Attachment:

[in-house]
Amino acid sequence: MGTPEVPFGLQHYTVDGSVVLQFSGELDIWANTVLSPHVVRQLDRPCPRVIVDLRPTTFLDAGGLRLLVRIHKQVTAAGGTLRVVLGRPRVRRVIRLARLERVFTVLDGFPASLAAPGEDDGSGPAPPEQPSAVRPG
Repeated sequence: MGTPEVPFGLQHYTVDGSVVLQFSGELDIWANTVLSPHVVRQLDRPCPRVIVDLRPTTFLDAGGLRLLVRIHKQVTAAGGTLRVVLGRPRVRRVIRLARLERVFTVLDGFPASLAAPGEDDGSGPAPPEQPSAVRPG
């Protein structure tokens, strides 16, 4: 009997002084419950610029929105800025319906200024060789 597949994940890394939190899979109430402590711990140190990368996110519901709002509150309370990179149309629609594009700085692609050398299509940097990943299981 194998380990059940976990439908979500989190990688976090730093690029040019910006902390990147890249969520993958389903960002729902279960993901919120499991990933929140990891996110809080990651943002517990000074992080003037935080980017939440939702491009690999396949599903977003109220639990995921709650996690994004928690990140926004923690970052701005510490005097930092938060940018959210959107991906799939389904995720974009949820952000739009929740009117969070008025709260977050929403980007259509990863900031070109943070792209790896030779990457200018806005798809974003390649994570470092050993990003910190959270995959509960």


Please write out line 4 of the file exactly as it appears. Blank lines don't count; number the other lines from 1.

């Protein structure tokens, strides 16, 4: 009997002084419950610029929105800025319906200024060789 597949994940890394939190899979109430402590711990140190990368996110519901709002509150309370990179149309629609594009700085692609050398299509940097990943299981 194998380990059940976990439908979500989190990688976090730093690029040019910006902390990147890249969520993958389903960002729902279960993901919120499991990933929140990891996110809080990651943002517990000074992080003037935080980017939440939702491009690999396949599903977003109220639990995921709650996690994004928690990140926004923690970052701005510490005097930092938060940018959210959107991906799939389904995720974009949820952000739009929740009117969070008025709260977050929403980007259509990863900031070109943070792209790896030779990457200018806005798809974003390649994570470092050993990003910190959270995959509960």